Yesterday, ASCRS Government Relations Committee Chair Parag Parekh, MD, MPA, testified on behalf of the Alliance of Specialty Medicine before the House Energy and Commerce Health Subcommittee at a hearing titled “MACRA and MIPS: An Update on the Merit-Based Incentive Payment System.”
In his opening remarks, Health Subcommittee Chairman Michael Burgess, MD (R-TX) said the passing of MACRA in 2015 “changed the world of Medicare provider payments as we knew it. It has laid the groundwork for increased access to quality care for beneficiaries by eliminating the uncertainty of the past, reducing physician burden, and providing incentives where there were none.” He also noted, however, that “MACRA was never a law that was going to be fully implemented with a flip of a switch; it was designed as a long-term effort to move the Medicare program down the value continuum.”
Chairman Burgess and other members of the committee thanked the five witnesses for testifying and helping them to learn how the implementation of MACRA and the Merit-Based Incentive Payment System is progressing—and how they are affecting physicians and their patients.
In addition to Dr. Parekh, witnesses included Dr. David Barbe, immediate past president of the AMA; Dr. Frank Opelka, medical director of quality and health policy for the American College of Surgeons; Dr. Ashok Rai, American Medical Group Association chairman of the board; and Dr. Kurt Ransohoff, chairman of the board for America’s Physicians Groups.
Dr. Parekh focused his testimony on thanking Congress for passing technical corrections to the MACRA statute, as well as the importance of maintaining a fee-for-service option in Medicare. He shared the experience of ophthalmology as a specialty in MIPS and described how the technical corrections passed earlier this year make it easier for physicians to continue transitioning to the program. Ophthalmology has had a high level of participation, and the overwhelming majority of ophthalmologists reached the “exceptional performance” threshold in 2017, the first year of MIPS. He stressed that our success in MIPS, as well as the lack of Advanced Alternative Payment Models for ophthalmology and other specialties, demonstrates the need to maintain a viable Medicare fee-for-service option and MIPS. Dr. Parekh recognized the recently released 2019 Quality Payment Program proposed rule and the continued transition that will afford physicians, particularly specialists, the ability to continue to participate meaningfully in the MIPS program. He also commented on the value of electronic health records (EHR) and AAO’s IRIS Registry to ophthalmologists, saying that these resources facilitate participation and success in MIPS.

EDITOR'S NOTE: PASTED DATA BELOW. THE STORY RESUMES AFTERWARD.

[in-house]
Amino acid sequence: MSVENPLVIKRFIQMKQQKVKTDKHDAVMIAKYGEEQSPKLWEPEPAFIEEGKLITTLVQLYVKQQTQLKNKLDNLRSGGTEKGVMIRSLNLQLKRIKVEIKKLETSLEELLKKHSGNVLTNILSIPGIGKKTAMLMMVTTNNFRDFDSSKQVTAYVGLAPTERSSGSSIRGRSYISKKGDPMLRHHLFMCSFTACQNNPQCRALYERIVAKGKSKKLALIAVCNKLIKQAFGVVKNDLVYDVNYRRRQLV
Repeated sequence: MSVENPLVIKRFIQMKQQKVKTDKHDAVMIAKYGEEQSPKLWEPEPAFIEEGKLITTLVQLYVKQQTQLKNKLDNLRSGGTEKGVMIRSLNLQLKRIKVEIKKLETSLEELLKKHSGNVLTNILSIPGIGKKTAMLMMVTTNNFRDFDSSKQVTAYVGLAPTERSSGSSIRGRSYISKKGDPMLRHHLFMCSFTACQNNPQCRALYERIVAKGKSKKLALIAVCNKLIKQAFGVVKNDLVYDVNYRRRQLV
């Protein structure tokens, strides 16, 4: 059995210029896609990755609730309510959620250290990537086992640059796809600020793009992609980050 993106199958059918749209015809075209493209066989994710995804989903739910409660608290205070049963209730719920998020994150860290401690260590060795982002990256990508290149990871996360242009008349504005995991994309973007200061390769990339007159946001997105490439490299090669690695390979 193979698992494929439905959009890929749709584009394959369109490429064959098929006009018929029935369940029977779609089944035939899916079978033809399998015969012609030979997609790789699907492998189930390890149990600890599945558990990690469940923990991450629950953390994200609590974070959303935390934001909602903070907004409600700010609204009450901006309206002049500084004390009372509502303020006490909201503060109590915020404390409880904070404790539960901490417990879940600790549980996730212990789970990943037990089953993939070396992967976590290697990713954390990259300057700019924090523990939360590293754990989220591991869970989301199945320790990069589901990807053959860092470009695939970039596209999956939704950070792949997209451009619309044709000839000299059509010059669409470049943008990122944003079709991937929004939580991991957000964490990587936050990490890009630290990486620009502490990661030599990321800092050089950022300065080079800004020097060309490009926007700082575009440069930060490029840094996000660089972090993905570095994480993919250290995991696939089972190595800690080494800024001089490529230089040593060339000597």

All the witnesses thanked Congress for repealing the flawed Sustainable Growth Rate (SGR) payment formula and passing MACRA, and all agreed when asked by Chairman Burgess that the physician community is better off today than under SGR and other previous payment systems. They also agreed, however, that it is imperative to continue to refine MIPS.
For more details, witness statements can be found on the committee’s website, where the hearing can be viewed in its entirety.